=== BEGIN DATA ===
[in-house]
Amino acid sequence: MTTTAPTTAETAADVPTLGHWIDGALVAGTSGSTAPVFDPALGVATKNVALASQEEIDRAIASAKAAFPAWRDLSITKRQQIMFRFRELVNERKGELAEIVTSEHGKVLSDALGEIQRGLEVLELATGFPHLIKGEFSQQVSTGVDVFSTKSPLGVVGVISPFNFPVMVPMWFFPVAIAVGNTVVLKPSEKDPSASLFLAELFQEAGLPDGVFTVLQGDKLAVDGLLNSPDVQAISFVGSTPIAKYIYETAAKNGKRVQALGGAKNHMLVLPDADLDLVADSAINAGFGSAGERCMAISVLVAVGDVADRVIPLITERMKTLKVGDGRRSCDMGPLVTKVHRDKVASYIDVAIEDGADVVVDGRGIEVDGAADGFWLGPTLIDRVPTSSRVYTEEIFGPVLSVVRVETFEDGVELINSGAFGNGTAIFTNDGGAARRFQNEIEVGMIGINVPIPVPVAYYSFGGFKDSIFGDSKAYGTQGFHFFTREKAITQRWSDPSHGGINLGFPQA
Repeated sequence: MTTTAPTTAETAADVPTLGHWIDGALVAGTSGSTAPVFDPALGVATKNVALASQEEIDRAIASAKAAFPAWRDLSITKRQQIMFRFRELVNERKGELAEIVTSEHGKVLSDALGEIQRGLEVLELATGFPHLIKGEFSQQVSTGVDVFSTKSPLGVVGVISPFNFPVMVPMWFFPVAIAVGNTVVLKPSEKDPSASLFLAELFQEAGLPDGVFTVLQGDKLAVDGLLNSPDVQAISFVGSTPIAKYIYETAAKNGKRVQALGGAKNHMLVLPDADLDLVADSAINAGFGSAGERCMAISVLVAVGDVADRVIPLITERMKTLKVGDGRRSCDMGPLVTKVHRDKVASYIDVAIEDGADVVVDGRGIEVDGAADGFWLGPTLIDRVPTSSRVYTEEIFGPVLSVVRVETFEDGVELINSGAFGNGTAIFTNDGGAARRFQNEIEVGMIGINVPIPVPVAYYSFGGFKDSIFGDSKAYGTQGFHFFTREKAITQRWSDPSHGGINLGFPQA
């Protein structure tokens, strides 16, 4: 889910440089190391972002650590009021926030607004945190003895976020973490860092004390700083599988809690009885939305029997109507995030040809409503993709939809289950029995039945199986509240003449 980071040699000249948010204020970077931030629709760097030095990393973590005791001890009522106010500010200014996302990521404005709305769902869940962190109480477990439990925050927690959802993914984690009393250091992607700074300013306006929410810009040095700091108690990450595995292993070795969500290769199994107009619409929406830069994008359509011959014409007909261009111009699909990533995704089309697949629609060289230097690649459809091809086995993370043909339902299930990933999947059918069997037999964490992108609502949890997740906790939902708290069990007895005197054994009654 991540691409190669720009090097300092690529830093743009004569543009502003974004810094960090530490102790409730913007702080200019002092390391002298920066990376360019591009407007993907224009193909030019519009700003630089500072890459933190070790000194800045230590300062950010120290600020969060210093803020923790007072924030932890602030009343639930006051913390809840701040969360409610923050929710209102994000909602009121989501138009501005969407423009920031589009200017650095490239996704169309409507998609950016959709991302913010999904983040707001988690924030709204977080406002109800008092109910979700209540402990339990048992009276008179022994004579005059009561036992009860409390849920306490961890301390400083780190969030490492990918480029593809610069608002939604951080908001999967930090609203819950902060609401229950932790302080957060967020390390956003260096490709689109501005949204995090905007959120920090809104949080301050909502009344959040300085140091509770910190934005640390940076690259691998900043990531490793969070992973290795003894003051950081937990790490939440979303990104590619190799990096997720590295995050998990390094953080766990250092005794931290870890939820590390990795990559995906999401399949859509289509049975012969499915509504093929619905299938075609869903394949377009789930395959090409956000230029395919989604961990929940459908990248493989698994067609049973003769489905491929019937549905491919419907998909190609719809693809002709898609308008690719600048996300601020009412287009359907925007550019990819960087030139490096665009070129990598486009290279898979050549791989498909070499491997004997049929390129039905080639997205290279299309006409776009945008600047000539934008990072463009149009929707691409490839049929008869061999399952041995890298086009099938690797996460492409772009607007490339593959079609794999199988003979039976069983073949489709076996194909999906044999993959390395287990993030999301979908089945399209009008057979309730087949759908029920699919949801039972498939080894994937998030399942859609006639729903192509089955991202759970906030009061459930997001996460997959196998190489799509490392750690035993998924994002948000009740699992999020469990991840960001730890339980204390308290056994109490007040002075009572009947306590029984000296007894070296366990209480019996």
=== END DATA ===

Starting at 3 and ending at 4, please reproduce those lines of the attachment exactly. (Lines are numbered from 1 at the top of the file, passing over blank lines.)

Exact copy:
Repeated sequence: MTTTAPTTAETAADVPTLGHWIDGALVAGTSGSTAPVFDPALGVATKNVALASQEEIDRAIASAKAAFPAWRDLSITKRQQIMFRFRELVNERKGELAEIVTSEHGKVLSDALGEIQRGLEVLELATGFPHLIKGEFSQQVSTGVDVFSTKSPLGVVGVISPFNFPVMVPMWFFPVAIAVGNTVVLKPSEKDPSASLFLAELFQEAGLPDGVFTVLQGDKLAVDGLLNSPDVQAISFVGSTPIAKYIYETAAKNGKRVQALGGAKNHMLVLPDADLDLVADSAINAGFGSAGERCMAISVLVAVGDVADRVIPLITERMKTLKVGDGRRSCDMGPLVTKVHRDKVASYIDVAIEDGADVVVDGRGIEVDGAADGFWLGPTLIDRVPTSSRVYTEEIFGPVLSVVRVETFEDGVELINSGAFGNGTAIFTNDGGAARRFQNEIEVGMIGINVPIPVPVAYYSFGGFKDSIFGDSKAYGTQGFHFFTREKAITQRWSDPSHGGINLGFPQA
């Protein structure tokens, strides 16, 4: 889910440089190391972002650590009021926030607004945190003895976020973490860092004390700083599988809690009885939305029997109507995030040809409503993709939809289950029995039945199986509240003449 980071040699000249948010204020970077931030629709760097030095990393973590005791001890009522106010500010200014996302990521404005709305769902869940962190109480477990439990925050927690959802993914984690009393250091992607700074300013306006929410810009040095700091108690990450595995292993070795969500290769199994107009619409929406830069994008359509011959014409007909261009111009699909990533995704089309697949629609060289230097690649459809091809086995993370043909339902299930990933999947059918069997037999964490992108609502949890997740906790939902708290069990007895005197054994009654 991540691409190669720009090097300092690529830093743009004569543009502003974004810094960090530490102790409730913007702080200019002092390391002298920066990376360019591009407007993907224009193909030019519009700003630089500072890459933190070790000194800045230590300062950010120290600020969060210093803020923790007072924030932890602030009343639930006051913390809840701040969360409610923050929710209102994000909602009121989501138009501005969407423009920031589009200017650095490239996704169309409507998609950016959709991302913010999904983040707001988690924030709204977080406002109800008092109910979700209540402990339990048992009276008179022994004579005059009561036992009860409390849920306490961890301390400083780190969030490492990918480029593809610069608002939604951080908001999967930090609203819950902060609401229950932790302080957060967020390390956003260096490709689109501005949204995090905007959120920090809104949080301050909502009344959040300085140091509770910190934005640390940076690259691998900043990531490793969070992973290795003894003051950081937990790490939440979303990104590619190799990096997720590295995050998990390094953080766990250092005794931290870890939820590390990795990559995906999401399949859509289509049975012969499915509504093929619905299938075609869903394949377009789930395959090409956000230029395919989604961990929940459908990248493989698994067609049973003769489905491929019937549905491919419907998909190609719809693809002709898609308008690719600048996300601020009412287009359907925007550019990819960087030139490096665009070129990598486009290279898979050549791989498909070499491997004997049929390129039905080639997205290279299309006409776009945008600047000539934008990072463009149009929707691409490839049929008869061999399952041995890298086009099938690797996460492409772009607007490339593959079609794999199988003979039976069983073949489709076996194909999906044999993959390395287990993030999301979908089945399209009008057979309730087949759908029920699919949801039972498939080894994937998030399942859609006639729903192509089955991202759970906030009061459930997001996460997959196998190489799509490392750690035993998924994002948000009740699992999020469990991840960001730890339980204390308290056994109490007040002075009572009947306590029984000296007894070296366990209480019996």